Objective: To translate quantitative ultrasound (QUS) from the laboratory into the clinic, it is necessary to demonstrate that the measurements are platform independent. Because the backscatter coefficient (BSC) is the fundamental estimate from which additional QUS estimates are calculated, agreement between BSC results using different systems must be demonstrated. This study was an intercomparison of BSCs from in vivo spontaneous rat mammary tumors acquired by different groups using 3 clinical array systems and a single-element laboratory scanner system. Methods: Radio frequency data spanning the 1- to 14-MHz frequency range were acquired in 3 dimensions from all animals using each system. Each group processed their radio frequency data independently, and the resulting BSCs were compared. The rat tumors were diagnosed as either carcinoma or fibroadenoma. Results: Carcinoma BSC results exhibited small variations between the multiple slices acquired with each transducer, with similar slopes of BSC versus frequency for all systems. Somewhat larger variations were observed in fibroadenomas, although BSC variations between slices of the same tumor were of comparable magnitude to variations between transducers and systems. The root mean squared (RMS) errors between different transducers and imaging platforms were highly variable. The lowest RMS errors were observed for the fibroadenomas between 4 and 5 MHz, with an average RMS error of 4 × 10-5 cm-1Sr-1 and an average BSC value of 7.1 × 10-4 cm-1Sr-1, or approximately 5% error. The highest errors were observed for the carcinoma between 7 and 8 MHz, with an RMS error of 1.1 × 10-1 cm-1Sr-1 and an average BSC value of 3.5 ×10-2 cm-1Sr-1, or approximately 300% error. Conclusions: This technical advance shows the potential for QUS technology to function with different imaging platforms.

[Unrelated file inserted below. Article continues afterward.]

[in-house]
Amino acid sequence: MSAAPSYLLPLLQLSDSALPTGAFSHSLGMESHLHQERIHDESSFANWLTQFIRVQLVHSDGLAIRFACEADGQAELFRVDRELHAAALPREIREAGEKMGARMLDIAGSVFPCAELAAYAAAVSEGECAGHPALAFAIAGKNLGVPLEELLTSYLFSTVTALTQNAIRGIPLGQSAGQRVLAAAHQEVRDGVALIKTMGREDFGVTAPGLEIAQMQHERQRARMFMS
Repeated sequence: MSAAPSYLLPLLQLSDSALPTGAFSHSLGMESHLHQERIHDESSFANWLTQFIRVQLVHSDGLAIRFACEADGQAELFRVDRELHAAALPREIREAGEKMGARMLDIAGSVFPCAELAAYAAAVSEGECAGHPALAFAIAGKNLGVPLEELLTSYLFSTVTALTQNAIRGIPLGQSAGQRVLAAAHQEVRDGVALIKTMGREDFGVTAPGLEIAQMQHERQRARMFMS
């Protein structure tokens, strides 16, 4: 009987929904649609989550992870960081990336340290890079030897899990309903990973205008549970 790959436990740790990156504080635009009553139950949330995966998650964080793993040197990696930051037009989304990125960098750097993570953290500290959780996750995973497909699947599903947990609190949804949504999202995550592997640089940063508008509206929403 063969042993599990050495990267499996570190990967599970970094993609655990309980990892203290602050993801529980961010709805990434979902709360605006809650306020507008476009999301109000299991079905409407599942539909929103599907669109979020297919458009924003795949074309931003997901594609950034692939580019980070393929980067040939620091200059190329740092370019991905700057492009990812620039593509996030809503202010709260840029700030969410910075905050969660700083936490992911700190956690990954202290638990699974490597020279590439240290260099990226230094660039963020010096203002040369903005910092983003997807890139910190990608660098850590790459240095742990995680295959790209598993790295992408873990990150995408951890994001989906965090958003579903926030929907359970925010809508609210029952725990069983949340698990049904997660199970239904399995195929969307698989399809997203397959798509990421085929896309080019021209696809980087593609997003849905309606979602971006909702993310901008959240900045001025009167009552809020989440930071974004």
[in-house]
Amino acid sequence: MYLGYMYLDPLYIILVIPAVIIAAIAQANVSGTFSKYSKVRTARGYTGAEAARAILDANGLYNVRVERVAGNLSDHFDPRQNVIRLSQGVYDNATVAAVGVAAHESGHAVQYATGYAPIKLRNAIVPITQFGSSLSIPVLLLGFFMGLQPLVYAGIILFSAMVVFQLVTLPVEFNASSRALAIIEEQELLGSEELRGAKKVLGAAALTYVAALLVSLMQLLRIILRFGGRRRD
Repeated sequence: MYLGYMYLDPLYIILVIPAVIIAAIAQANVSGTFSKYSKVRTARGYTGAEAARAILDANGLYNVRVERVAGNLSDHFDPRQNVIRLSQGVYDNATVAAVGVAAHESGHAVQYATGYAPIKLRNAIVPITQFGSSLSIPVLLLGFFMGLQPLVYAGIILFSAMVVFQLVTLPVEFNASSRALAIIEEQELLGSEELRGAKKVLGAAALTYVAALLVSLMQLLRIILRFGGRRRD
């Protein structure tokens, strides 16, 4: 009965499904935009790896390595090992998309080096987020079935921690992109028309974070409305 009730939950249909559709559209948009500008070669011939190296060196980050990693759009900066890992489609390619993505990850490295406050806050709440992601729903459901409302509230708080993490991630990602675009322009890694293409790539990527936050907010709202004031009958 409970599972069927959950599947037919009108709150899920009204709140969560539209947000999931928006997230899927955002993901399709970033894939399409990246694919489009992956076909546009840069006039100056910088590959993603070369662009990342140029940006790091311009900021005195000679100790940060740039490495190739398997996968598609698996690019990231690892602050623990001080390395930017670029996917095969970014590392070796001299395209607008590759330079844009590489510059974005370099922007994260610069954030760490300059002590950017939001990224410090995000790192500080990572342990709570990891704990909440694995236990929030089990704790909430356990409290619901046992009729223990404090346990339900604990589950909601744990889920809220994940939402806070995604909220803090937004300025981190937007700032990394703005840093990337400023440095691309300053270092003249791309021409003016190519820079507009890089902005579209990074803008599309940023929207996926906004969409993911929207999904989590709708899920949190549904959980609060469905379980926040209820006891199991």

- Backscatter coefficient
- Quantitative ultrasound
- Spontaneous mammary tumors
ASJC Scopus subject areas
- Radiology Nuclear Medicine and imaging
- Radiological and Ultrasound Technology
- General Medicine